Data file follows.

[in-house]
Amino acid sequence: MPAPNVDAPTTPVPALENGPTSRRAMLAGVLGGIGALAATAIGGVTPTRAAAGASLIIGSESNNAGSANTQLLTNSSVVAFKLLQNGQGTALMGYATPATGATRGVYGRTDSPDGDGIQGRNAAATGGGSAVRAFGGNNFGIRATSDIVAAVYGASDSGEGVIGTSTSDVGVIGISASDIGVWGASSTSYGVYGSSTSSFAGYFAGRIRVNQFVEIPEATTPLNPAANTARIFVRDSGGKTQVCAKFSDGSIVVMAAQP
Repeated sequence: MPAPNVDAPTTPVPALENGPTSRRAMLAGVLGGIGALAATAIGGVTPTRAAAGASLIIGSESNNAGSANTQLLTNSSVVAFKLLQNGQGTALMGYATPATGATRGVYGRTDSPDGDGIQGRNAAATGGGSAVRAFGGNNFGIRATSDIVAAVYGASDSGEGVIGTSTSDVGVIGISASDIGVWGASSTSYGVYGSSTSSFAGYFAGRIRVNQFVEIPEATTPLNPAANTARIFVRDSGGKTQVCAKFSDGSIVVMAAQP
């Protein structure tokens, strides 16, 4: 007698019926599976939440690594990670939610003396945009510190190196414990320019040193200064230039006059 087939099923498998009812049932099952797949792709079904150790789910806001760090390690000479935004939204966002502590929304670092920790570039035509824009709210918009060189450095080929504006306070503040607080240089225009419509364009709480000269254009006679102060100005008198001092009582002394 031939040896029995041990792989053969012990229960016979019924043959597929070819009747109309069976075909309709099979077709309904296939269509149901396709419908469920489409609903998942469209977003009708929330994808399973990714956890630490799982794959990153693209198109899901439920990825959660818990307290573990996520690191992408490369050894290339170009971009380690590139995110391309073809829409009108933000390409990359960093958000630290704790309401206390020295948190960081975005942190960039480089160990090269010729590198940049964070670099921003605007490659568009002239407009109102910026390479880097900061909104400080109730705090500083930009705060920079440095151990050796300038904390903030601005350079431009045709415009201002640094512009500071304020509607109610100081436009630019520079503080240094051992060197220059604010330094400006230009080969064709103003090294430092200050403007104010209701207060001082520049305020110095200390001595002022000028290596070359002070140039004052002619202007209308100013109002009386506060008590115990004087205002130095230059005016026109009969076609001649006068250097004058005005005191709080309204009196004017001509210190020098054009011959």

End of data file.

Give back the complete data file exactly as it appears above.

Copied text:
[in-house]
Amino acid sequence: MPAPNVDAPTTPVPALENGPTSRRAMLAGVLGGIGALAATAIGGVTPTRAAAGASLIIGSESNNAGSANTQLLTNSSVVAFKLLQNGQGTALMGYATPATGATRGVYGRTDSPDGDGIQGRNAAATGGGSAVRAFGGNNFGIRATSDIVAAVYGASDSGEGVIGTSTSDVGVIGISASDIGVWGASSTSYGVYGSSTSSFAGYFAGRIRVNQFVEIPEATTPLNPAANTARIFVRDSGGKTQVCAKFSDGSIVVMAAQP
Repeated sequence: MPAPNVDAPTTPVPALENGPTSRRAMLAGVLGGIGALAATAIGGVTPTRAAAGASLIIGSESNNAGSANTQLLTNSSVVAFKLLQNGQGTALMGYATPATGATRGVYGRTDSPDGDGIQGRNAAATGGGSAVRAFGGNNFGIRATSDIVAAVYGASDSGEGVIGTSTSDVGVIGISASDIGVWGASSTSYGVYGSSTSSFAGYFAGRIRVNQFVEIPEATTPLNPAANTARIFVRDSGGKTQVCAKFSDGSIVVMAAQP
């Protein structure tokens, strides 16, 4: 007698019926599976939440690594990670939610003396945009510190190196414990320019040193200064230039006059 087939099923498998009812049932099952797949792709079904150790789910806001760090390690000479935004939204966002502590929304670092920790570039035509824009709210918009060189450095080929504006306070503040607080240089225009419509364009709480000269254009006679102060100005008198001092009582002394 031939040896029995041990792989053969012990229960016979019924043959597929070819009747109309069976075909309709099979077709309904296939269509149901396709419908469920489409609903998942469209977003009708929330994808399973990714956890630490799982794959990153693209198109899901439920990825959660818990307290573990996520690191992408490369050894290339170009971009380690590139995110391309073809829409009108933000390409990359960093958000630290704790309401206390020295948190960081975005942190960039480089160990090269010729590198940049964070670099921003605007490659568009002239407009109102910026390479880097900061909104400080109730705090500083930009705060920079440095151990050796300038904390903030601005350079431009045709415009201002640094512009500071304020509607109610100081436009630019520079503080240094051992060197220059604010330094400006230009080969064709103003090294430092200050403007104010209701207060001082520049305020110095200390001595002022000028290596070359002070140039004052002619202007209308100013109002009386506060008590115990004087205002130095230059005016026109009969076609001649006068250097004058005005005191709080309204009196004017001509210190020098054009011959």